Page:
Portions of the canvas might be ascribed to what one would see out of an airplane window. Crop fields and irrigation rotation systems are visible. The form itself is taken from a literal source, with “UT T12N R11W” identifying specific coordinates on a map. However, much of the canvas, like the actual linear coordinates, are definitely not familiar from a window seat. Even in the “representational” aspects, Aaron blends the real with the artificial, the map with the territory, and the natural with the painterly.

“NV T30N R43E” is a freely rendered landscape that seems to take Aaron further down the path of abstraction.|3| Some recognizable aspects of a mining facility are discernable, roads traversing the land in haphazard intervals. Also boldly rendered in the image are large areas of white --accumulated areas of salt. However, with a landscape that is only just recognizable as such, blurring the literal and the figurative in a region that can go either way, for both the mining area and the broad area of salt, Aaron has taken great license with abstraction and has taken color and gesture to the extreme. The blues of the tailings pond are articulated with a range of varied tones from the deepest indigo blue to rich purple, to gold and even rose pink. The entire area is expressively rendered as if to make the most aesthetically and intensely vigorous reading of the land with deep color together with airy playful strokes. Around this tailings pond the viewer finds very fine lines of roads, and further still a stark contrast between a seemingly regimented “in-between-the-lines” approach of the highways and byways and the explosion of color of the mine and the gestural strokes. The salt, which seems to have its own organic sense of being, grows amorphously along the land as it blends with other colors: blue, gold yellow, purple and green in its vast bulbous presence that dominates the canvas and threatens to engulf it! Its whiteness stands out boldly yet its varying tonalities and nebulous shape makes it something between a traditional landscape and an entirely progressive method.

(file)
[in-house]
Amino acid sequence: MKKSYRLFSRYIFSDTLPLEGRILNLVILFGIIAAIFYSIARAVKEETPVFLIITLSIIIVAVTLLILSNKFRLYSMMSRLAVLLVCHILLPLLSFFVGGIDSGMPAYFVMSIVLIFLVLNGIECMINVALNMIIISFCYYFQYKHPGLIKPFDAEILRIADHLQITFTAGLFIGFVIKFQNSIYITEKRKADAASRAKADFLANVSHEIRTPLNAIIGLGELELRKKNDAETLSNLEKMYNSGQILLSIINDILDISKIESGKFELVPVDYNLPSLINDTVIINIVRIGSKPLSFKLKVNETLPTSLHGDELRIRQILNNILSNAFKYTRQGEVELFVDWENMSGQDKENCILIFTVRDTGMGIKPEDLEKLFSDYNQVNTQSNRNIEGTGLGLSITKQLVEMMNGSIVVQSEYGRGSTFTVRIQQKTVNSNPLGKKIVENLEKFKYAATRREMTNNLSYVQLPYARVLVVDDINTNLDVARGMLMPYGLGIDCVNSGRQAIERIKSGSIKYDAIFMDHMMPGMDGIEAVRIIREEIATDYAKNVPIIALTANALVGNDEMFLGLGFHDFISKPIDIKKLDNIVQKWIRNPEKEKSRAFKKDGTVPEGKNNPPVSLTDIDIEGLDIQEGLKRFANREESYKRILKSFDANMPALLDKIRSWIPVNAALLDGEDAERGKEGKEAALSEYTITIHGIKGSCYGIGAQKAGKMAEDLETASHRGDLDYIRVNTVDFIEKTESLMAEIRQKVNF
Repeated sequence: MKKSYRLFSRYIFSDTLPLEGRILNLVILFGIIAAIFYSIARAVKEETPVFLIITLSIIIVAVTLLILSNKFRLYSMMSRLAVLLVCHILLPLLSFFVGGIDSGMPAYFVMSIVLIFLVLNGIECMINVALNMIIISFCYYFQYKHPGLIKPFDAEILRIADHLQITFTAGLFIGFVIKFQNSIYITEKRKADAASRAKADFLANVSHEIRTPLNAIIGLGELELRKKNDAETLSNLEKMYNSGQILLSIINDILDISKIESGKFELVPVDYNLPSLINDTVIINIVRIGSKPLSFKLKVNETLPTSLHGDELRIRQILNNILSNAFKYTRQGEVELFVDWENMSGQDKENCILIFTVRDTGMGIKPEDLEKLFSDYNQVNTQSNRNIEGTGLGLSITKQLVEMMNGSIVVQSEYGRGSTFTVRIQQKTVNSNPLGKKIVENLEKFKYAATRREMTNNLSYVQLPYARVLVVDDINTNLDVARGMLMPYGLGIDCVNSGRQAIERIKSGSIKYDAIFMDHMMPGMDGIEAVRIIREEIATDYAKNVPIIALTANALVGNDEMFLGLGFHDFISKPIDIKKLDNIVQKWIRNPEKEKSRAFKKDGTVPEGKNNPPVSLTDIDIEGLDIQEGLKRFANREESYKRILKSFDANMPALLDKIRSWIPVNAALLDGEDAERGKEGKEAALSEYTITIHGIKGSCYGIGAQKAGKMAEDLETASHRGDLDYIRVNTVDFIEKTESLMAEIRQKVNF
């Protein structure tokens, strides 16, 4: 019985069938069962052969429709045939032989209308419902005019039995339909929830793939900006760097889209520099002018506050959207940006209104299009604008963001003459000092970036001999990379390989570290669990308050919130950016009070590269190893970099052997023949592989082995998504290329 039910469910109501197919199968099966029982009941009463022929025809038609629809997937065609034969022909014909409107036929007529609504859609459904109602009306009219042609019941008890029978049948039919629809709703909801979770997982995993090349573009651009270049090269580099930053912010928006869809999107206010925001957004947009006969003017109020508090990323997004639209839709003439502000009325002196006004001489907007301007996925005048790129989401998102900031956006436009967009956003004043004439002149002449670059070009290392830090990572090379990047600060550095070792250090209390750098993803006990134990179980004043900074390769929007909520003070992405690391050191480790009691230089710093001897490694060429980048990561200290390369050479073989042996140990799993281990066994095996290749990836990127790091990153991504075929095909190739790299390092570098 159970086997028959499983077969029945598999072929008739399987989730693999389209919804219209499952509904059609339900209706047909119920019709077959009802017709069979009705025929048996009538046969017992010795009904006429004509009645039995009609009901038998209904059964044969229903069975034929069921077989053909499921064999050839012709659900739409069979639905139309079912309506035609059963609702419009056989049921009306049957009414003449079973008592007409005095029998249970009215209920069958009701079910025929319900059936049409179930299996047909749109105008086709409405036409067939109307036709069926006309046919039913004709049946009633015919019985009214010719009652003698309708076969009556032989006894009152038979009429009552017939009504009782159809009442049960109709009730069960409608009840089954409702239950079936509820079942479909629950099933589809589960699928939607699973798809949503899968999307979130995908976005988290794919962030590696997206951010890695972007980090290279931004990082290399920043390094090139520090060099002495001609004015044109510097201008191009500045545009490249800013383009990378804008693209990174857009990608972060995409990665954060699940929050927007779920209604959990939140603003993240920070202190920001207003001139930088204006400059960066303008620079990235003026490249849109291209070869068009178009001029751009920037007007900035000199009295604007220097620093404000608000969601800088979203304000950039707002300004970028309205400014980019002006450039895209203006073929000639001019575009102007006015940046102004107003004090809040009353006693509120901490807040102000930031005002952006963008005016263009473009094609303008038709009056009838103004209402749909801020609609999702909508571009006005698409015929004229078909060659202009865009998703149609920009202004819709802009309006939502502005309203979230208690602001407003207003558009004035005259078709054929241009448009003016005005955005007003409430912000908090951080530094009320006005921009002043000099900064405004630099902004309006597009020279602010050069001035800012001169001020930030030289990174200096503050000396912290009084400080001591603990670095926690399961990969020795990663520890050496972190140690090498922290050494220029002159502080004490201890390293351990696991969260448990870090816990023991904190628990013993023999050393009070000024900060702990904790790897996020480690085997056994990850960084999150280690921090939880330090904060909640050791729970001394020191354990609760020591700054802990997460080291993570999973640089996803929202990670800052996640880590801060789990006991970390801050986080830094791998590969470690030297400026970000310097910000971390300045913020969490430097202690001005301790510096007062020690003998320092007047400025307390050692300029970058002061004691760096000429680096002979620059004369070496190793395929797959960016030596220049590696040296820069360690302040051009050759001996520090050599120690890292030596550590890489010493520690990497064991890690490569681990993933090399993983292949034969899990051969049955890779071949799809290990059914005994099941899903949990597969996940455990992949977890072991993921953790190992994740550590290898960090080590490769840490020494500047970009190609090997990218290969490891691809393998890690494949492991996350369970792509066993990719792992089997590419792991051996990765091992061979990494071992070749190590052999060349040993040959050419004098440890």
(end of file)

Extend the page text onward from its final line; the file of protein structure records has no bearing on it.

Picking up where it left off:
In these canvases full of manufactured landscape markings -- roads, highways, towns -- that have no semblance of order, contrasted with painterly expression that also lacks purpose, where is the reality of the landscape? It certainly does not lie with the highway or the old dirt roads in their ever-changing and chaotic states; it is not the town that may not be there several years from now; and it certainly is not to be found from the mania created by Aaron’s spray can or dripping turquoise paint. This is another aesthetic question Aaron likes to contemplate when he paints these landscapes . . . what is essentially real about them? One might think that it would be the land itself. But that too is ever changing and ever shifting and evolving. The only reality to be found when considering these canvases, it seems, is what is happening in the mind of the viewer, who is caught in a masterful play between abstraction and representation.

Exhibition Spotlight: Salt Lake City
Centennial Valley Art
Utah's newest art location, in Montana

Utah's newest art location is actually located in Montana. Just north of the Idaho border, in the isolated splendor of Southwest Montana’s Centennial Valley,|0| the University of Utah's College of Humanities has established The Environmental Humanities Education Center (EHEC). Its programs focus the lens of the arts and humanities on environmental study, enhancing and expanding education for the protection of wildlife and wild lands. After a succesfull summer full of workshops -- including Terry Tempest William’s Ecology of Residency masters course, Eco-spirituality with George Handley and Tom Goldsmith, Stephen Trimble’s Tutored by the Land workshop, and the Re-imagining the Western Landscape symposium -- the EHEC is hosting the first annual Centennial Valley Arts Celebration at the end of September.|1|